Ancient Romans loved their food smothered in a smelly, sweet and sour sauce, called garum, made from fermented fish. It was the ketchup of their time. Pompeii’s most famous garum maker, Aulus Umbricius Scaurus, was just starting a new batch when Mount Vesuvius blew its top and buried the city under hot ashes. Nearly 2000 years later, Italian researchers studying the site unearthed several jars of sauce-in-the-making and have used the contents to confirm the date of the deadly volcanic eruption.
The only eye-witness account of the eruption, a letter written by Pliny the Younger, puts the date at August 24, AD 79. This date is disputed because other artifacts, such as coins that seem to commemorate September events or fall produce sold at the market, suggest the eruption may have occurred as late as October.
But here’s the twist:
The fish sauce would not have been prepared in October. Garum was made from bogues (scientific name Boops boops), a fish that was abundant in the Mediterranean during the summer. Fish entrails were layered with herbs and salt and left out in the sun for 20 days. The garum jars found by the researchers were in the first stages of preparation.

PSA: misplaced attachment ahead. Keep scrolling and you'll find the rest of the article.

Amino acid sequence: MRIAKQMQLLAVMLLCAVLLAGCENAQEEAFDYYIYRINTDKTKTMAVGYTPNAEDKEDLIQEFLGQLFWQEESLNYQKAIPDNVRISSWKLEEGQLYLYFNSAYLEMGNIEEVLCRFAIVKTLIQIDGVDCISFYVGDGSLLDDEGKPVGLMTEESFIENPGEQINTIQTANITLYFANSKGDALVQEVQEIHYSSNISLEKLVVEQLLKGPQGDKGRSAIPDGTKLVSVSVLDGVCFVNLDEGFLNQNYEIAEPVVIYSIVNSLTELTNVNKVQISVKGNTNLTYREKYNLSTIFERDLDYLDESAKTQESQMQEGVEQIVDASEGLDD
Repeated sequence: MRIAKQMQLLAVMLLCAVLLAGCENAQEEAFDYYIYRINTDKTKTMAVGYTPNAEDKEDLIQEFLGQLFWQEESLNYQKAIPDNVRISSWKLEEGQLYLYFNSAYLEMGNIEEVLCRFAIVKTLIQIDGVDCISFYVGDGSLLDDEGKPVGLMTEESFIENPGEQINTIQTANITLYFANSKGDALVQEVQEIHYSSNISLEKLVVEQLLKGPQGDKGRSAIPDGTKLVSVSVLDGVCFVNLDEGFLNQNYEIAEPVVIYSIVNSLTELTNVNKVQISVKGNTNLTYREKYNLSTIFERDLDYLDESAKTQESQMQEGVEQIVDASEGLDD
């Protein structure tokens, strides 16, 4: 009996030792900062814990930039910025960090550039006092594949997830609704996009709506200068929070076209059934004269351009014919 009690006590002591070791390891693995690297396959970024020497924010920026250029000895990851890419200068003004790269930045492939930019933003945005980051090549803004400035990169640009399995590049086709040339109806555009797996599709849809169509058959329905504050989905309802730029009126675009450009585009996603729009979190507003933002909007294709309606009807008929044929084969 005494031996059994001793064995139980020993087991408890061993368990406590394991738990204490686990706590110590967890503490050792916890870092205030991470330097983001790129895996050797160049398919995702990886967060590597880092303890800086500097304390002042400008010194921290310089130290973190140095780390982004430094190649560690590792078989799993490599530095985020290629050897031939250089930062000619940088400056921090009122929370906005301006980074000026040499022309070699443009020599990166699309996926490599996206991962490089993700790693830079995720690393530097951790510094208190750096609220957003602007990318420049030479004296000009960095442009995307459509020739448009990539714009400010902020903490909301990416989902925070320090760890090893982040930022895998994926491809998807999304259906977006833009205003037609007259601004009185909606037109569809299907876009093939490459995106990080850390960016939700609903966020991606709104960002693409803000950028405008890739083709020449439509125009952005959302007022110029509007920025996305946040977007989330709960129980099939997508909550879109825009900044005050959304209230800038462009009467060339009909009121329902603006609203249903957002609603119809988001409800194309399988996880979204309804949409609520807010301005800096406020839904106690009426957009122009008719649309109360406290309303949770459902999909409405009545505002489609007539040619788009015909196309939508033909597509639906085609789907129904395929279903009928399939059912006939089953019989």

The state of the fish sauce corroborates Pliny the Younger’s account of the late-August catastrophe. His description of the eruption was so detailed that vulcanologists now refer to that type of volcanic eruption—featuring a tall column of shooting gas—as Plinian eruptions. So you’d think he would’ve gotten the date right, too.
Image: Flickr/stu spivack